Bertrand Bonello’s Saint Laurent, which premiered at Cannes in 2014, looks at the life of the French fashion designer from 1967 to 1976. This was a career peak for the influential couturier and preceded his breakup with longtime partner Pierre Bergé (who also helped run the business). The film sees a limited release this weekend. In celebration of the Palme d’Or-nominated film, we’ve gathered a few facts about the fashion legend.
Teenage YSL’s very first designs were dresses for his mother and sister. He also created detailed paper dolls.
The designer posed nude for the first YSL eau de toilette for men, Pour Homme, in 1971. Partner Pierre Bergé on the advertising campaign:
It was just provocation on the part of Yves Saint Laurent. The picture didn’t specifically target the gay population, even though it resonated strongly among them. In any case the photo was hardly published at the time. Just barely in the French press. It was only much later on that it became an almost mythical icon.
There was a long rivalry between YSL and Karl Lagerfeld that many say started after Saint Laurent outshone Lagerfeld, who was his classmate at a Paris trade school for couturiers, in an international fashion competition. YSL also had an affair with Lagerfeld’s muse and boyfriend, the Parisian society dandy and fashion darling Jacques de Bascher.
Early in his career, YSL worked for designer Christian Dior, who became his mentor. “Dior fascinated me,” he once recalled. ”I couldn’t speak in front of him. He taught me the basis of my art. Whatever was to happen next, I never forgot the years I spent at his side.” Following Dior’s death in 1957, YSL advanced from the position of the first ever and only Head Assistant to Artistic Director. But in 1960, the Algerian-born designer was called back to his home country to fight in the war for its independence. When he returned to France early due to a nervous breakdown from stress, he discovered he’d been ousted from the company. He successfully sued the fashion house and used the money to open his own.
While undergoing psychiatric treatment due to his troubles in the military, YSL was subjected to electroshock therapy and given psychoactive drugs. He later blamed this for his addiction to cocaine and alcohol.
In 1966, the first customer for YSL’s prêt-à-porter (ready-to-wear) line at his Rive Gauche shop was actress Catherine Deneuve.
YSL was one of the earliest designers to use non-white models on the runway.
The designer owned a number of French Bulldogs all named Moujik.
Known for attending and throwing extravagant parties, YSL’s 1978 bash celebrating his fragrance Opium is the stuff of legend. We wrote the insane celebrity party:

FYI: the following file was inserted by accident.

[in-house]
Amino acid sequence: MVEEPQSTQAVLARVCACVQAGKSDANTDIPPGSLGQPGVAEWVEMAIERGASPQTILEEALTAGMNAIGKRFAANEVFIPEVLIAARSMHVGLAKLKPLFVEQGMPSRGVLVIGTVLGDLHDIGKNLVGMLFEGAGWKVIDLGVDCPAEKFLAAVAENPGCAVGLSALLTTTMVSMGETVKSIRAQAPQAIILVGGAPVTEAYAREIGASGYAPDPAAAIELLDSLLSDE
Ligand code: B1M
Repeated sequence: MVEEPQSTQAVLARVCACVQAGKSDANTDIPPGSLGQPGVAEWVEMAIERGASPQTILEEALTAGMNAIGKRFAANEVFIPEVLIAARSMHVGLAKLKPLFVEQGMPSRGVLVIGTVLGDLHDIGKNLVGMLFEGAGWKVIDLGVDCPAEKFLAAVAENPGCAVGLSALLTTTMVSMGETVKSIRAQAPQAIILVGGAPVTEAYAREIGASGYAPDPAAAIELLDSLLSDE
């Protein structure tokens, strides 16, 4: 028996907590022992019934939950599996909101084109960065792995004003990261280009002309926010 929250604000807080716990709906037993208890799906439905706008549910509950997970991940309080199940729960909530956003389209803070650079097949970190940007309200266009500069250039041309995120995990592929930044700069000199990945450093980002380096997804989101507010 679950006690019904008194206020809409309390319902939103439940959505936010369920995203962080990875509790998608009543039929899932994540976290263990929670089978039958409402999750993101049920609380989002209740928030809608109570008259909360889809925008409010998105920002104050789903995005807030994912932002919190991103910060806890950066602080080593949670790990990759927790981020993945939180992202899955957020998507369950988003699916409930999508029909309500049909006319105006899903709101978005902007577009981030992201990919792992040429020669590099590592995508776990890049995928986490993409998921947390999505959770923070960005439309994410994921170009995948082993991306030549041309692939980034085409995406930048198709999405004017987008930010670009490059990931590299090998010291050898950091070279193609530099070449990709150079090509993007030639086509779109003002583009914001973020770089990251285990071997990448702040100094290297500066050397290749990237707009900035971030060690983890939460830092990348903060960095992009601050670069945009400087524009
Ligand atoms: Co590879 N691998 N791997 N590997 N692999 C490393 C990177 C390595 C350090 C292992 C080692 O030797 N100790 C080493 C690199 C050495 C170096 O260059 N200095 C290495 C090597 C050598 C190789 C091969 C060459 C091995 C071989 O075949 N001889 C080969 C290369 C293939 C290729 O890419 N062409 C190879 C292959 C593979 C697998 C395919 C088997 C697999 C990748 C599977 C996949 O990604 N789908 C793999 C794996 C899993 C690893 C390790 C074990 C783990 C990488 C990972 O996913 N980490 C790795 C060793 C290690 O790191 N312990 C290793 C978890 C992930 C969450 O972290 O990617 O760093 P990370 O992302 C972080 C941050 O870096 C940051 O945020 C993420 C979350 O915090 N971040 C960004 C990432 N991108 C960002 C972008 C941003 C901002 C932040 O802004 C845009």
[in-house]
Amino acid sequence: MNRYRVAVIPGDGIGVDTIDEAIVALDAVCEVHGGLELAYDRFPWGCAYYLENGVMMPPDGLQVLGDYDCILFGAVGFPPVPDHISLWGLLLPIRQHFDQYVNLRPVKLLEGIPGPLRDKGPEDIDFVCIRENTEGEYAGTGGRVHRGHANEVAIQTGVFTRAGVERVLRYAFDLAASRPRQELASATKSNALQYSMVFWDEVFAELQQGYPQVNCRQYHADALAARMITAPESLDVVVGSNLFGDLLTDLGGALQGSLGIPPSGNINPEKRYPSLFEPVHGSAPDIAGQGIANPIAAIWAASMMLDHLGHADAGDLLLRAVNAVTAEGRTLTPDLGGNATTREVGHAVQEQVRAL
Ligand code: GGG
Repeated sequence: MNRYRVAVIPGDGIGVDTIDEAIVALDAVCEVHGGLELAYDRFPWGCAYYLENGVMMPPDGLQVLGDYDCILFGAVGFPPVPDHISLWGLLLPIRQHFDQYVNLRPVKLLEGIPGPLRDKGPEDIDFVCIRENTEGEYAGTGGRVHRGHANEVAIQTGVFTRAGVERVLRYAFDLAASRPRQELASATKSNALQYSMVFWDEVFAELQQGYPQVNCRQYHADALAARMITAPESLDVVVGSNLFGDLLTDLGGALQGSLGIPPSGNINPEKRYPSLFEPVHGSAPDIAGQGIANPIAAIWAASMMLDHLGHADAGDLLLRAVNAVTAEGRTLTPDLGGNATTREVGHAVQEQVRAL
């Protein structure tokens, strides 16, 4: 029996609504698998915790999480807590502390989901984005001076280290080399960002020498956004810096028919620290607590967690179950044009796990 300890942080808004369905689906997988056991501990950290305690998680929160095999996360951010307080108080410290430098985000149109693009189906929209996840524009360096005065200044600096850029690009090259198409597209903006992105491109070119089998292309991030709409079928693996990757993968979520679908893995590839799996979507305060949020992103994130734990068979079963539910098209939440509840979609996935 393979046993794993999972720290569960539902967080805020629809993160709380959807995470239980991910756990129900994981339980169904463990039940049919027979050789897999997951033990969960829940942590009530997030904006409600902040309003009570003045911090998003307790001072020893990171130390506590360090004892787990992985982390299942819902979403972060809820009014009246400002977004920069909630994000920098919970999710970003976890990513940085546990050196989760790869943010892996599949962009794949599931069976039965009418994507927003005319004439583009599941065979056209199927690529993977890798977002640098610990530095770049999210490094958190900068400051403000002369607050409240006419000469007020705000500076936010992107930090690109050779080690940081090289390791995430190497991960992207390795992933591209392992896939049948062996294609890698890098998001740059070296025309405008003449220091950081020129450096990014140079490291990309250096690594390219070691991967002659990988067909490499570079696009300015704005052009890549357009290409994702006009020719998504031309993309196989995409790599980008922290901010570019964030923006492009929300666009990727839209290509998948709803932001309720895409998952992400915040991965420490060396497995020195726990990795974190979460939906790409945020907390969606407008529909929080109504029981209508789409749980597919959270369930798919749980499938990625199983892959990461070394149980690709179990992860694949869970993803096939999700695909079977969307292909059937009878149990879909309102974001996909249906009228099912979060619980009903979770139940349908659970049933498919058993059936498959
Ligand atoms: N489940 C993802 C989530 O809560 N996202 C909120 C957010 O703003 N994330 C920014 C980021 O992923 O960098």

Andy Warhol regretted not being able to attend Yves Saint Laurent’s “big, glamorous YSL Opium party,” which should tell you just how ridiculous and amazing the million-dollar affair was. To celebrate the launch of his new fragrance in 1978, which created controversy amongst Chinese-American groups and was banned in several countries, the designer threw an exotic yacht party in New York City. More than 800 people attended, including Diana Vreeland, Cher, and Truman Capote. Guests were greeted by a 1,000-pound Buddha, Chinese temples, the sweet smell of 2,000 Hawaiian orchids, and fireworks.
In 1983, YSL became the first living designer to receive a retrospective at the Metropolitan Museum in New York City.
YSL never knew he was going to die of brain cancer. His partner Pierre Bergé once stated: “The doctor told me that there was nothing more to do and we mutually decided that it would be better for him to not know. You know, I have the belief that Yves would not have been strong enough to accept that.”
YSL created the fashions for Claudia Cardinale in The Pink Panther, Romy Schneider in Dirty Hands, and Catherine Deneuve in The Hunger.
YSL owned an incredible art collection, including an original Picasso, Matisse, and ancient Egyptian art. It was sold following his death in a record-breaking auction.
YSL’s greatest muse and collaborator (designing jewelry and accessories) was Loulou de la Falaise, who took issue with the term “muse.” In 2010 she stated: “For me, a muse is someone who looks glamorous but is quite passive, whereas I was very hard-working. I worked from 9am to sometimes 9pm, or even 2am. I certainly wasn’t passive.”
With his 1966 creation Le Smoking, YSL introduced the tuxedo to women’s fashion, helping to pioneer androgynous styles.